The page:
The documents that the township did release shows the resolution cites section 18 of the County Road Law, MCL 224.18, as the state statute allowing for relinquishment.
Subsection 8 indicates that when the county road commission gives jurisdiction over to a local unit of government, and if that government then in turn wishes to transfer that jurisdiction, it should give first priority to the Michigan Department of Natural Resources (DNR). “The local unit of government shall either maintain the property as a site of public access or allow it to revert to the adjoining landowners,” the law says.
However, Public Acts 217-219 of 1996 (particularly, MCL 247.41) indicates something that may contradict that: “a public highway or a portion of a public highway that …ends at a lake..shall not be abandoned, discontinued, vacated, or have its course altered resulting in a loss of public access by the order or action of an official or officials of a city or village in this state, until an order authorizing the abandonment…is made by circuit court for the county in which the highway is situated…”
Citing this last law, Grand Rapids-based Attorney Clifford Bloom has stated, as quoted in a previous article in this paper: “A road can be vacated (or abandoned) by court action if and only if the court directs vacation and both the local municipality and the State of Michigan decline to accept title to the road.”
In either case, by the very admission of Ganges Township officials themselves, John Tilton “was a constant source of complaints that we could do nothing about,” as cited by Ganges Township Clerk Cindy Yonkers.
Besides pressure from Tilton, township officials also noted the road-end as unsustainable expense, citing its deterioration from water runoffs.
Hutchins said he was the one who initiated the discussion of abandonment, asserting the township did nothing wrong in its procedures, legally or administratively, and did not see the need for further public notice other than agenda postings and minutes of meetings.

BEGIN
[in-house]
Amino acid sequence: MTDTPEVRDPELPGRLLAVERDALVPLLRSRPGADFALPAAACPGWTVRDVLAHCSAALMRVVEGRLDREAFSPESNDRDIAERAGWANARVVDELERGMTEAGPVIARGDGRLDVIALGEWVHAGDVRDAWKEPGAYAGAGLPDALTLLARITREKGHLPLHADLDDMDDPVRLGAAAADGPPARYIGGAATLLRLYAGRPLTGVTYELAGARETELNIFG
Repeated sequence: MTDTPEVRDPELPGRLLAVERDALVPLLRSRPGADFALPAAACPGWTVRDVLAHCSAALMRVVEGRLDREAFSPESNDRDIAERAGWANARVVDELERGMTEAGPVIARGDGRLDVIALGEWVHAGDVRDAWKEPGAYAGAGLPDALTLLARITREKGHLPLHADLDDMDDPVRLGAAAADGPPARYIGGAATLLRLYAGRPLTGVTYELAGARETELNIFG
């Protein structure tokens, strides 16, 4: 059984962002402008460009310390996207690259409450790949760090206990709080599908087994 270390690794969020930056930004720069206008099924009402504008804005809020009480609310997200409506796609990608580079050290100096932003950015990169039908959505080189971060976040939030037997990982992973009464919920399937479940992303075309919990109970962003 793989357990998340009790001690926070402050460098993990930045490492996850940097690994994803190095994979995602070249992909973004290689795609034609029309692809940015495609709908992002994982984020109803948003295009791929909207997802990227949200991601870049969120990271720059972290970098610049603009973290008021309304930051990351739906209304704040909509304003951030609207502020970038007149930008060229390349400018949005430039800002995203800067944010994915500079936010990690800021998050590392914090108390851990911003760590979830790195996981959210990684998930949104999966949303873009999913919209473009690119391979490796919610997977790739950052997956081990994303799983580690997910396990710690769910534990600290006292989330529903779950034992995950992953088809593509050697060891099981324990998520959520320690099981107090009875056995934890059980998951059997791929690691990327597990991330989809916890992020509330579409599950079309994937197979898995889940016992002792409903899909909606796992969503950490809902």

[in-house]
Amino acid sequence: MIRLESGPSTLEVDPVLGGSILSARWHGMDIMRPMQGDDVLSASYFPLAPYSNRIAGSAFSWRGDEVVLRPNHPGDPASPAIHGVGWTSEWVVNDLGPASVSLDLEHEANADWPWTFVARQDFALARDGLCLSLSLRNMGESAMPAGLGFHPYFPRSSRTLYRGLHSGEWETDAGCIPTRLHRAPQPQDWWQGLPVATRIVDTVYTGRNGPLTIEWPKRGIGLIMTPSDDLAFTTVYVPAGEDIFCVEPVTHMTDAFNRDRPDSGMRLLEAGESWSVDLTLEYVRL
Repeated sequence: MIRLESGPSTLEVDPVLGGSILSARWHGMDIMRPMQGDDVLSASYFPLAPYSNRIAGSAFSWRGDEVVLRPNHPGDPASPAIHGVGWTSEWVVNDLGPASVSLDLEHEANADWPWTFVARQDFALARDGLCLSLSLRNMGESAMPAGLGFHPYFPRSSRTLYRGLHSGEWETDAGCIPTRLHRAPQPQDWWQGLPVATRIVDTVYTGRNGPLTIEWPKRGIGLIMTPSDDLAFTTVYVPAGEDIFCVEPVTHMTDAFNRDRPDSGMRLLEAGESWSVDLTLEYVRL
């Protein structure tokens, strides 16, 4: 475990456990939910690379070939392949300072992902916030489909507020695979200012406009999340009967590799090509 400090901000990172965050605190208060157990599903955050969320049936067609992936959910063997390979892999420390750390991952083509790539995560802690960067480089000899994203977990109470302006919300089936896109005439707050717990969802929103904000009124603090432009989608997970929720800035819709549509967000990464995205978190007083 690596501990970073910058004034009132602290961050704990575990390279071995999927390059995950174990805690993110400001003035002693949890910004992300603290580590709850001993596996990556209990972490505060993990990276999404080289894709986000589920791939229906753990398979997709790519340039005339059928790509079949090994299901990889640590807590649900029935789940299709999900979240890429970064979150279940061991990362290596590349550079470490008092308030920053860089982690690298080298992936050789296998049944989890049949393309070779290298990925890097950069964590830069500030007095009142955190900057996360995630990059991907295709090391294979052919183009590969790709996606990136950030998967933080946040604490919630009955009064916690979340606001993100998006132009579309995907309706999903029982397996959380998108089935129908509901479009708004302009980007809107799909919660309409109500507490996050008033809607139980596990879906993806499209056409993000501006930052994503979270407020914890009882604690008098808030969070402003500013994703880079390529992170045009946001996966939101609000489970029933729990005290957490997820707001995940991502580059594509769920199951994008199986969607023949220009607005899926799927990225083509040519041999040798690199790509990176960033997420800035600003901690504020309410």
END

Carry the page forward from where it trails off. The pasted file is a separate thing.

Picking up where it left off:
“I always felt that (road-end) has been a liability and not an asset,” said Hutchins.
Asked to explain “liability,” he said, “If anything happens—like a washout—we repair it at our expense. If somebody got hurt there, it would open us for a lawsuit.”
Asked why the township would make such a decision on a road-end that was and continued to be used as access to the lake by locals and visitors, Hutchins said, “I personally know not more than two people who use that road-end to get to the lake.”
Tilton has been persistent in his complaints for more than 10 years, before and even after the conclusion of the 2012 lawsuit, calling the police and the township alleging problems with noise, litter, people defecating and copulating, and so on.
Tilton did not respond to calls from The Local Observer for comment
“It is very distressing and tragic the township gave in to the constant pressure from the landowner there (Tilton) to give up the property there,” said Katherine Schlappi, a local property owner neighboring the road-end.
Another local property owner, Rudy Juarez, wrote a letter to the township on September 4, asking, in part:
“Last evening on our walk to the lake with our three children we were shocked to see that someone had erected a fence blocking 121st Street and posted ‘private property’ signs on it.
“Can you please let us know what the situation is?”